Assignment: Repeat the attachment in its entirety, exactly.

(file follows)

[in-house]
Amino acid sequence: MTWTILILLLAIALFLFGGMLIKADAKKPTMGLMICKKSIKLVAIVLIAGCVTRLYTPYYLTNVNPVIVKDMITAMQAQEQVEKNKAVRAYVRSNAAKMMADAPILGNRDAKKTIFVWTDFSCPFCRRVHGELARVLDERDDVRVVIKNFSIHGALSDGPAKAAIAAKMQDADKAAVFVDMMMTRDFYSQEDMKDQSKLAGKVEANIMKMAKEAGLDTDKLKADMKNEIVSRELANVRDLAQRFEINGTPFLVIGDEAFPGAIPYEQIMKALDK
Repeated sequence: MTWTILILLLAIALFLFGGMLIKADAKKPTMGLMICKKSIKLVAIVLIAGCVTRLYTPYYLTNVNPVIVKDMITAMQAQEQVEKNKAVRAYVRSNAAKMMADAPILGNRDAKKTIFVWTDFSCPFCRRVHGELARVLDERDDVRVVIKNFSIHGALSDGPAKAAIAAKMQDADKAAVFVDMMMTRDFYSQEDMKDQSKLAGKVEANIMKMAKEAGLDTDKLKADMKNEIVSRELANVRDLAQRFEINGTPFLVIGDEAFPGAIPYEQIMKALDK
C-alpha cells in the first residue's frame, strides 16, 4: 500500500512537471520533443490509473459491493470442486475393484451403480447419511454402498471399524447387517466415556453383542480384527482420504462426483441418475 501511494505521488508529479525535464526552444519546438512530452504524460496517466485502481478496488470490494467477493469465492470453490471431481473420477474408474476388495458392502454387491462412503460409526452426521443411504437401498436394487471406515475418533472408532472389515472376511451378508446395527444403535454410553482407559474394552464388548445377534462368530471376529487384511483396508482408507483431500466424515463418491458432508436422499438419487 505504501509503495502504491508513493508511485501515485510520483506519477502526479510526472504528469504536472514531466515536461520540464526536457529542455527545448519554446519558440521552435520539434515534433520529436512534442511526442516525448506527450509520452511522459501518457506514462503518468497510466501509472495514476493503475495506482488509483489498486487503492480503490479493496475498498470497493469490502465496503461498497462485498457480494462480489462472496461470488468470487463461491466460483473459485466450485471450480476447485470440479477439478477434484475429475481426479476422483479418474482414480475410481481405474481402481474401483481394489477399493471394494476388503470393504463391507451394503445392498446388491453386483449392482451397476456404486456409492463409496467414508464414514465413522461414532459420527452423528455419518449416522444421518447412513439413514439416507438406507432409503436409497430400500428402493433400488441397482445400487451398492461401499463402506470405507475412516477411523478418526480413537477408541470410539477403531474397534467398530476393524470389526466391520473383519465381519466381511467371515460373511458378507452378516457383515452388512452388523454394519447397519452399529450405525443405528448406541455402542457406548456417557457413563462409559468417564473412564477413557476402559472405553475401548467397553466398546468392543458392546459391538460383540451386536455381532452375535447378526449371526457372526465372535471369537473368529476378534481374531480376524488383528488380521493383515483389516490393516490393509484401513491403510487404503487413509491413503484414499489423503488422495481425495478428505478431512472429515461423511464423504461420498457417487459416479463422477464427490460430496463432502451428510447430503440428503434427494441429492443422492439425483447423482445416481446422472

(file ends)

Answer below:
[in-house]
Amino acid sequence: MTWTILILLLAIALFLFGGMLIKADAKKPTMGLMICKKSIKLVAIVLIAGCVTRLYTPYYLTNVNPVIVKDMITAMQAQEQVEKNKAVRAYVRSNAAKMMADAPILGNRDAKKTIFVWTDFSCPFCRRVHGELARVLDERDDVRVVIKNFSIHGALSDGPAKAAIAAKMQDADKAAVFVDMMMTRDFYSQEDMKDQSKLAGKVEANIMKMAKEAGLDTDKLKADMKNEIVSRELANVRDLAQRFEINGTPFLVIGDEAFPGAIPYEQIMKALDK
Repeated sequence: MTWTILILLLAIALFLFGGMLIKADAKKPTMGLMICKKSIKLVAIVLIAGCVTRLYTPYYLTNVNPVIVKDMITAMQAQEQVEKNKAVRAYVRSNAAKMMADAPILGNRDAKKTIFVWTDFSCPFCRRVHGELARVLDERDDVRVVIKNFSIHGALSDGPAKAAIAAKMQDADKAAVFVDMMMTRDFYSQEDMKDQSKLAGKVEANIMKMAKEAGLDTDKLKADMKNEIVSRELANVRDLAQRFEINGTPFLVIGDEAFPGAIPYEQIMKALDK
C-alpha cells in the first residue's frame, strides 16, 4: 500500500512537471520533443490509473459491493470442486475393484451403480447419511454402498471399524447387517466415556453383542480384527482420504462426483441418475 501511494505521488508529479525535464526552444519546438512530452504524460496517466485502481478496488470490494467477493469465492470453490471431481473420477474408474476388495458392502454387491462412503460409526452426521443411504437401498436394487471406515475418533472408532472389515472376511451378508446395527444403535454410553482407559474394552464388548445377534462368530471376529487384511483396508482408507483431500466424515463418491458432508436422499438419487 505504501509503495502504491508513493508511485501515485510520483506519477502526479510526472504528469504536472514531466515536461520540464526536457529542455527545448519554446519558440521552435520539434515534433520529436512534442511526442516525448506527450509520452511522459501518457506514462503518468497510466501509472495514476493503475495506482488509483489498486487503492480503490479493496475498498470497493469490502465496503461498497462485498457480494462480489462472496461470488468470487463461491466460483473459485466450485471450480476447485470440479477439478477434484475429475481426479476422483479418474482414480475410481481405474481402481474401483481394489477399493471394494476388503470393504463391507451394503445392498446388491453386483449392482451397476456404486456409492463409496467414508464414514465413522461414532459420527452423528455419518449416522444421518447412513439413514439416507438406507432409503436409497430400500428402493433400488441397482445400487451398492461401499463402506470405507475412516477411523478418526480413537477408541470410539477403531474397534467398530476393524470389526466391520473383519465381519466381511467371515460373511458378507452378516457383515452388512452388523454394519447397519452399529450405525443405528448406541455402542457406548456417557457413563462409559468417564473412564477413557476402559472405553475401548467397553466398546468392543458392546459391538460383540451386536455381532452375535447378526449371526457372526465372535471369537473368529476378534481374531480376524488383528488380521493383515483389516490393516490393509484401513491403510487404503487413509491413503484414499489423503488422495481425495478428505478431512472429515461423511464423504461420498457417487459416479463422477464427490460430496463432502451428510447430503440428503434427494441429492443422492439425483447423482445416481446422472